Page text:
Immuta enables data engineers and operations teams automate data access control across their entire cloud data infrastructure at scale.
Attribute-Based Access Control
Immuta’s policy builder empowers data teams to create automated policies to govern cloud data use – scaling user adoption, eliminating approval bottlenecks, and providing trust with compliance and governance teams.
Discovery & Classification
Immuta automatically scans cloud data sources, detects sensitive data, and generates standard tagging across multiple compute platforms, reducing risk and improving data utility.
Policy Enforcement & Auditing
Immuta enforces access control policies automatically on every query, and captures rich audit logs so data teams can be confident data is used securely, and can prove compliance with rules and regulations.
Masking & Anonymization
Immuta’s advanced privacy-enhancing technologies (PETS) accelerate data sharing use cases by dynamically masking and anonymizing sensitive data, and are supported by Immuta’s expert team of legal engineers.
Rather that forcing data consumers to wait weeks or months before getting access to the data they need, Immuta enables data teams to unlock data access in minutes while still being confident they are in full compliance.
Immuta makes it much easier for data teams to safely share more data with more users, faster, by automatically anonymizing or masking sensitive data – unlocking new analytical use cases.
Immuta’s dynamic, policy-based access controls eliminate the need to create and manage hundreds or thousands of user roles – freeing up valuable time for data engineers and stewards.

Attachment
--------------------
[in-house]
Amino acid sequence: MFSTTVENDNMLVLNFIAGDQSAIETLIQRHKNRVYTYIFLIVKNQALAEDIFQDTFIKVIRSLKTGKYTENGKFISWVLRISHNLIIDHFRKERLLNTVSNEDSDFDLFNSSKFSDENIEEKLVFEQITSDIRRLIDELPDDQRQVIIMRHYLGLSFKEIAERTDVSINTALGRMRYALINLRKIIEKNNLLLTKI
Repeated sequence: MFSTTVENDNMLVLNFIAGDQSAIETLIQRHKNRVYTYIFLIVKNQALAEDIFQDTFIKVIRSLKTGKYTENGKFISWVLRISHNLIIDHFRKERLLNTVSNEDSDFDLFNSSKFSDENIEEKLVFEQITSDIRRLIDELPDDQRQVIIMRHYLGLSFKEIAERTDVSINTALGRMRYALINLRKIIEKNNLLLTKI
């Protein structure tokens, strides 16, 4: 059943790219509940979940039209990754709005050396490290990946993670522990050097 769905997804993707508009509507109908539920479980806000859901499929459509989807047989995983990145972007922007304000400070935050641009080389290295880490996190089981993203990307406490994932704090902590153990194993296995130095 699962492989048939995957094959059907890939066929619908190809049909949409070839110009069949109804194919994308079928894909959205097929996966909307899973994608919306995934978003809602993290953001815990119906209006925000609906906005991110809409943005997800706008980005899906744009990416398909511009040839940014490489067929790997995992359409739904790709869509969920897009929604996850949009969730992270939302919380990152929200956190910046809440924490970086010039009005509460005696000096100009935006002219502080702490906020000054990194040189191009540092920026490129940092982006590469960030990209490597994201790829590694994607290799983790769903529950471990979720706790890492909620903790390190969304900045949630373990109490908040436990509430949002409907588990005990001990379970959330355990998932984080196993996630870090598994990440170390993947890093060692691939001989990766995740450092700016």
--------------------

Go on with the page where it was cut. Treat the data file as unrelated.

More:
Loved by Data Teams
"Databricks opens up many opportunities for self-service data analytics, data science, and enterprise reporting. Paired with Immuta, we can make all our data available to all types of business analysts, data scientists and data engineers."
"Immuta is the go-to technology to implement our vision of an internal “Data & Analytics Marketplace”, enabling full transparency on the relevant data assets with secure and compliant data access."
"With Immuta, we’ve been able to streamline data science and engineering teamwork, dynamically adapt in real time, and accelerate productivity."
Data Access Control
Frequently Asked Questions
What is data access control and why is it important?
Data access control refers to selectively restricting access to data so as to protect the privacy and security of the data subject, and ensure ethical data use. This is accomplished by setting parameters for who can access what types of data and dynamically enforcing controls to meet those parameters.
With organizations collecting, storing, and using sensitive data more than ever before, data access control is now critical for all organizations that rely on data for analytics and decision making. Data use — especially sensitive data use — is increasingly regulated by federal legislation, data use agreements and contracts, industry guidelines, and internal rules, among others; ensuring its compliant use is necessary to avoid data leaks and breaches that could result in fines, legal action, and loss of reputation. Without data access control, organizations have no way of monitoring who is accessing what data, when, and for what purpose, jeopardizing the data’s security and privacy.
What is fine-grained access control?
Fine-grained access control is a method of controlling who can access certain data by giving each piece of information its own access criteria. These criteria can be based on a number of specific factors, including the role of the person requesting access and the intended action upon the data. For example, one individual may be given access to edit and make changes to a piece of data, while another might be given access only to read the data without making any changes.
Fine-grained access control is particularly important for organizations that store large amounts of data together in the cloud since it allows data to be stored in the same place without risking security and compliance.